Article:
I am a little late with my teacher's day post the reason being my dilemma as to whether the celebration of teacher's day is required or justified any more. Don't get me wrong. I have a lot of respect for teachers since they train young impressionable minds. But teaching is not a preferred career these days. When I was growing up teaching was considered as perhaps the safest option for working women. I know of a friend whose mother would allow her to leave town and work in another place some 250 miles away only on condition that she worked in an all girl's school with a teacher's hostel attached. The rules for teachers in this school were only slightly more lenient when compared to students. If students were allowed a weekly outing and had to return by 6 in the evening teachers could go out daily if they wished but had to leave whatever they were doing and return by 7 in the evvening. Teachers could go for a matinee show on Sundays while an occasional film was screened for students in the school auditorium. Yet these teachers gave their best services and students loved and respected them.
My own brothers were schooled in a primary school where there were benches only for the seniormost class ie the 5th standard. The rest would sit on wooden planks with all sections of a particular class being held in the same hall. Their first standard teacher was a widow who had taken a 2 year diploma course in teaching after finishing her matriculation. When my brother joined school he cried so much that I sat through the class for a whole week. I was myself in standard 10 and studying in an expensive boarding school. My father had just passed away and the family could no longer afford costly education for my younger siblings. The week I spent in a corner of the class was an eye opener. They were being taught by a born teacher who inculcated a love for learning in them. Today my brothers are doing well in life with one of them having graduated from IIM, Bangalore in the mid 80's and another a product of Anna University, Chennai. The headmaster, a simple unassuming man came home to meet my mother on Gandhi Jayanthi Day along with my brother who had been awarded the first prize in an inter school speech competition. He was perhaps in Standard 2 or 3. My mother treated him to some salted buttermilk. He recognized some potential in the boy and predicted a great future for him. This man was given the President's award for best teachers on Republic day. Those were days when merit was recognized and lobbying was unheard of. A good school may not have tall multistoreyed buildings but they certainly need the right person at the top. Unfortunately I forget the name of this great man but he certainly led by example and motivated the teachers under him to do their best.
Fast forward by 40 years. I was approached by a saleswoman who frequents our apartment complex to help her daughter with English. The girl was in standard 9 and studied in a government run Hindi medium school. I asked her to bring her English text and saw that she had a few good pieces in her book. Poems by Shelly and Wordsworth, an abridged version of part of Shakespeare's Merchant of Venice etc. I was delighted. I had studied 'The Merchant of Venice' in the original for my 11th Boards and I welcomed the idea of reading Portia's piece on 'The quality of mercy..........'. But unfortunately I was not prepared for what I got. That the girl could not read a line from her text book was bad enough but she could not write the full 26 letters of alphabet or frame simple sentences using 4 to six words. How she managed to land in standard 9 was a mystery. I asked her to write a paragraph on her school in Hindi. She barely manged to write something but her writing was bad and spellings worse. What about science I wondered. She had managed to scrape through her exams. The teacher had written out a few answers that she had memorised and managed to pass. I wondered if this was the state of affairs in North India and if it was always so. After all my brothers and many others like them had studied in vernacular medium schools and were very successful in life.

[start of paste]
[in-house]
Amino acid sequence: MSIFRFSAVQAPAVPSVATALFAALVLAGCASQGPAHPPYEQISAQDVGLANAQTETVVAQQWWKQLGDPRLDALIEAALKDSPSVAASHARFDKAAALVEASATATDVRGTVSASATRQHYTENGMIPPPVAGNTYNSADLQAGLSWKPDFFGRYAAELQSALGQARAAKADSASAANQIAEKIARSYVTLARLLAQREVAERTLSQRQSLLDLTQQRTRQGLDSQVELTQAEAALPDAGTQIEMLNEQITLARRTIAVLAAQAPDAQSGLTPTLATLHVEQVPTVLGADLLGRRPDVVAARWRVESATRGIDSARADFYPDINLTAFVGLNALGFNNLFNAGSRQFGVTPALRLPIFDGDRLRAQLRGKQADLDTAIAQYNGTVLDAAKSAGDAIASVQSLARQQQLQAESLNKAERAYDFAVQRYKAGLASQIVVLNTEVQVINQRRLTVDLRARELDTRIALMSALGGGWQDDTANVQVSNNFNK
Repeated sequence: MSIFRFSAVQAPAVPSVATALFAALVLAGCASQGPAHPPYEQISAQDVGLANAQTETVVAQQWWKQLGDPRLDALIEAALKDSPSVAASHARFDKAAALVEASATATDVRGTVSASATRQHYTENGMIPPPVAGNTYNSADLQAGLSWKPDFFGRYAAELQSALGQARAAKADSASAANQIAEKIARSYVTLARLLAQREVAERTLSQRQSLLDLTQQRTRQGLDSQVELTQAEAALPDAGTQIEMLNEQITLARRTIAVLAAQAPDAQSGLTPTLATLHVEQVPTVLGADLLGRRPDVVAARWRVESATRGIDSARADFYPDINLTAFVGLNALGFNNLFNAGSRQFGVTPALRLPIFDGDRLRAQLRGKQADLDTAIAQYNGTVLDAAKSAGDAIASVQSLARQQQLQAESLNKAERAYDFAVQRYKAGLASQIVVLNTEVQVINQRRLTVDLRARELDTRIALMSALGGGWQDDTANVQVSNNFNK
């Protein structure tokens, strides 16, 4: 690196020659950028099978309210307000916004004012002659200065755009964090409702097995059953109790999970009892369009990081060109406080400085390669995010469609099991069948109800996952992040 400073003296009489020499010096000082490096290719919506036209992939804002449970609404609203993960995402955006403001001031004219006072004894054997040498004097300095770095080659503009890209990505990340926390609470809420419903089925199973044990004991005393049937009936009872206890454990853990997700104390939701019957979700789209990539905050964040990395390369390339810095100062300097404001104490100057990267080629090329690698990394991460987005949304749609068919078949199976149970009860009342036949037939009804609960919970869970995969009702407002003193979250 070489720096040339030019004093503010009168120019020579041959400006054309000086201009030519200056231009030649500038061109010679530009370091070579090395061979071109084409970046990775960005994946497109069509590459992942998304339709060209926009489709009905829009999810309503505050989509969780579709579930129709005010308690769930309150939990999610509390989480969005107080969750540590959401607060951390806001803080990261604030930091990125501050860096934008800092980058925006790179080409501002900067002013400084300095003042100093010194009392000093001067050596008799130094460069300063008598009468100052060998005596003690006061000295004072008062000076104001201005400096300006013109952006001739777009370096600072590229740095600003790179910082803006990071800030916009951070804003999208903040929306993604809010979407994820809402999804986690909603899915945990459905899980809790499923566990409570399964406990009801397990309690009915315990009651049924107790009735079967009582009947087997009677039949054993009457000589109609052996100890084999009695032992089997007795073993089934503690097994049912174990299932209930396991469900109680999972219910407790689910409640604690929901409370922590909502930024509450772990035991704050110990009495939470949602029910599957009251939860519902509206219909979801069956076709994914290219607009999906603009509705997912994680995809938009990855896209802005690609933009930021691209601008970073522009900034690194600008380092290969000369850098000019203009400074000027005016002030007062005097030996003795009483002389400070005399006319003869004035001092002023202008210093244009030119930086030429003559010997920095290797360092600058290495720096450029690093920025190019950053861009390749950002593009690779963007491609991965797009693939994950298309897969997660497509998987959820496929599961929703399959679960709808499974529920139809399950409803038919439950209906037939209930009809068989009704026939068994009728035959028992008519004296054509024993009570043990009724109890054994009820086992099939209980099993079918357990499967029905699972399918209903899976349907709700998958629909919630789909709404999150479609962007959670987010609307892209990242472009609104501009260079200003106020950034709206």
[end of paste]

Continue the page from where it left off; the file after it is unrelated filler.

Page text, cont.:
"It was never like this" said my colleague and my mentor and Ph.D guide Dr. AKP endorsed her view.
"Your brothers sat on wooden planks but I had to carry my own mat to school" he said. "I had to cross a river on the way and very often the flimsy bridge made of bamboo poles would sway during cyclonic weather and yet we braved adverse weather conditions to attend school.
"Sir, government school teachers are being paid well what are they upto instead of teaching their students?" I asked.
"One can hardly blame them." said my guide. They are given all kinds of odd jobs. They are involved with counting cattle and livestock, they participate in polio eradication drives and carry out door to door surveys to identify below poverty line families that qualify for BPL ration cards. Census counts, distribution and rectification of erroneous voter identity cards or any work that the government wants them to do is gladly taken up by government school teachers. Our teachers only had to teach but these people have to do everything but teach. Does the DEO have the moral right to ask them why their students cannot write a simple sentence or understand basic science or Indian history for that matter?"
I seemed to understand something though not everything. We are a densely populated country and millions of young men and women are unemployed. Why cannot the government appoint them on adhoc basis to do such work and leave teachers to do the job assigned to them at the time of their appointment? If this is the way we treat our teachers do we have the right to celebrate teacher's day?
However I still admire those that take up the profession and struggle to do their best against all odds. It is these men and women who still allow us to hope that all is not lost.
Happy teacher's day to all teachers!!